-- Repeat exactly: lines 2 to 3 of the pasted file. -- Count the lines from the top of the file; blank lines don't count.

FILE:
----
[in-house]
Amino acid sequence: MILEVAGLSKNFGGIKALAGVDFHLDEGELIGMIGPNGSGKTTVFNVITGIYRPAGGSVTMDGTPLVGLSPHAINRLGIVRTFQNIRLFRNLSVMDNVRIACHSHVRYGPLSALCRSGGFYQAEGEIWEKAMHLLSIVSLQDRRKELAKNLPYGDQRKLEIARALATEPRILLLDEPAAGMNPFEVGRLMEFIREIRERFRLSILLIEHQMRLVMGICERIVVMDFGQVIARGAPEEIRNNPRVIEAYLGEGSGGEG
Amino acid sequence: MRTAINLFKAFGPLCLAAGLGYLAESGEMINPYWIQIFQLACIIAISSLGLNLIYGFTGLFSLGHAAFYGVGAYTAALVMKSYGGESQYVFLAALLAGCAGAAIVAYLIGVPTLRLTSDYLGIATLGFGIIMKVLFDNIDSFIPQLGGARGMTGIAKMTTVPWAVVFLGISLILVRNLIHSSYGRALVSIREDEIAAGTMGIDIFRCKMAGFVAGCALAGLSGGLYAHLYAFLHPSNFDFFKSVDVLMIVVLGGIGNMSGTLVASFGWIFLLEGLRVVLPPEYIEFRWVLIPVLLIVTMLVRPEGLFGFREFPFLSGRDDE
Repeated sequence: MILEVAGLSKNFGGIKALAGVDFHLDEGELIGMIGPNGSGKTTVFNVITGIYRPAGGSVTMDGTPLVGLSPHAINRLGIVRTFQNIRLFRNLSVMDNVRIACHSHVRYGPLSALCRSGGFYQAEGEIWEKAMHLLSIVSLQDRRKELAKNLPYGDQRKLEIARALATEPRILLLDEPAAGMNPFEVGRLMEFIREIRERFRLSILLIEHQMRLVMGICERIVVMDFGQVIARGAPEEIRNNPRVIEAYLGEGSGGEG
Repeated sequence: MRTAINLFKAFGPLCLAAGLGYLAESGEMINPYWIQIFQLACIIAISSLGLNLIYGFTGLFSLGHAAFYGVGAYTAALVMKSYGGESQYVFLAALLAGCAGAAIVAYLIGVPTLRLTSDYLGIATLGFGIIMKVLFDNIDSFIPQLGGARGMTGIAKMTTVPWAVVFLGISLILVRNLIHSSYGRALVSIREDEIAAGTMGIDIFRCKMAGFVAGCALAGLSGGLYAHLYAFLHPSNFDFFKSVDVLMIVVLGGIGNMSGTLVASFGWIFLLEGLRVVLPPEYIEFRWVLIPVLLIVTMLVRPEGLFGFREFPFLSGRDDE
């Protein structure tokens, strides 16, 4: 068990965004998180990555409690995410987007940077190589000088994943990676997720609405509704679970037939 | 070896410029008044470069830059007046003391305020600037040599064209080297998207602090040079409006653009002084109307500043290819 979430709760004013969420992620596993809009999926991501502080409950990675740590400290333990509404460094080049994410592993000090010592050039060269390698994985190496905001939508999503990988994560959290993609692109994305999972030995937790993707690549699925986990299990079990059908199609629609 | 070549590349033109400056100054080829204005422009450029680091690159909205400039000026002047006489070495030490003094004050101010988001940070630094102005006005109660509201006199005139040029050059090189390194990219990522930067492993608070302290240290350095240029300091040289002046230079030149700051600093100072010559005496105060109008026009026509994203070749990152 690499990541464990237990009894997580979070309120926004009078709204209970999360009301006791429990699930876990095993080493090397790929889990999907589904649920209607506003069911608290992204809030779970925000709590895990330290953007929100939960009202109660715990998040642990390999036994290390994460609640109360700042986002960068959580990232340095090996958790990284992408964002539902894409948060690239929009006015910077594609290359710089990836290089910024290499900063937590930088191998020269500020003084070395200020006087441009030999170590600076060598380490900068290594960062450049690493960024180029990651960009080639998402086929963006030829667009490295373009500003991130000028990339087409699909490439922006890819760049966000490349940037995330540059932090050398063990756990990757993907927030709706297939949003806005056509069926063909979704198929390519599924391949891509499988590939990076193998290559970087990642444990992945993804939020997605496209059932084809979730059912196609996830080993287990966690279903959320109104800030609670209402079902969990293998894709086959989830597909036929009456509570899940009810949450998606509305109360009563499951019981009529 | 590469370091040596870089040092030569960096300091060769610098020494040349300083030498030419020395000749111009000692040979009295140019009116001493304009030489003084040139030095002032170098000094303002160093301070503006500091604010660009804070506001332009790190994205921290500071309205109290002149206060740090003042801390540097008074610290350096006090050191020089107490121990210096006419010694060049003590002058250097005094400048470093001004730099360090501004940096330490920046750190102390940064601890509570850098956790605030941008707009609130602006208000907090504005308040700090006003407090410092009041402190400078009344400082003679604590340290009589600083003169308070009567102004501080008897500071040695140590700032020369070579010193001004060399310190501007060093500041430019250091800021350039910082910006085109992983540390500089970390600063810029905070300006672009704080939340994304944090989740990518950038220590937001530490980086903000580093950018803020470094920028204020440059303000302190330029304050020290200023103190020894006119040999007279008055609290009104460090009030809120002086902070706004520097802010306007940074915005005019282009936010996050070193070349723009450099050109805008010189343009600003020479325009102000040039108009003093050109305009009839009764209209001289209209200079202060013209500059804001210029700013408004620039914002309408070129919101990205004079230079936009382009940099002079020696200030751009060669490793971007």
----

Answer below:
Amino acid sequence: MILEVAGLSKNFGGIKALAGVDFHLDEGELIGMIGPNGSGKTTVFNVITGIYRPAGGSVTMDGTPLVGLSPHAINRLGIVRTFQNIRLFRNLSVMDNVRIACHSHVRYGPLSALCRSGGFYQAEGEIWEKAMHLLSIVSLQDRRKELAKNLPYGDQRKLEIARALATEPRILLLDEPAAGMNPFEVGRLMEFIREIRERFRLSILLIEHQMRLVMGICERIVVMDFGQVIARGAPEEIRNNPRVIEAYLGEGSGGEG
Amino acid sequence: MRTAINLFKAFGPLCLAAGLGYLAESGEMINPYWIQIFQLACIIAISSLGLNLIYGFTGLFSLGHAAFYGVGAYTAALVMKSYGGESQYVFLAALLAGCAGAAIVAYLIGVPTLRLTSDYLGIATLGFGIIMKVLFDNIDSFIPQLGGARGMTGIAKMTTVPWAVVFLGISLILVRNLIHSSYGRALVSIREDEIAAGTMGIDIFRCKMAGFVAGCALAGLSGGLYAHLYAFLHPSNFDFFKSVDVLMIVVLGGIGNMSGTLVASFGWIFLLEGLRVVLPPEYIEFRWVLIPVLLIVTMLVRPEGLFGFREFPFLSGRDDE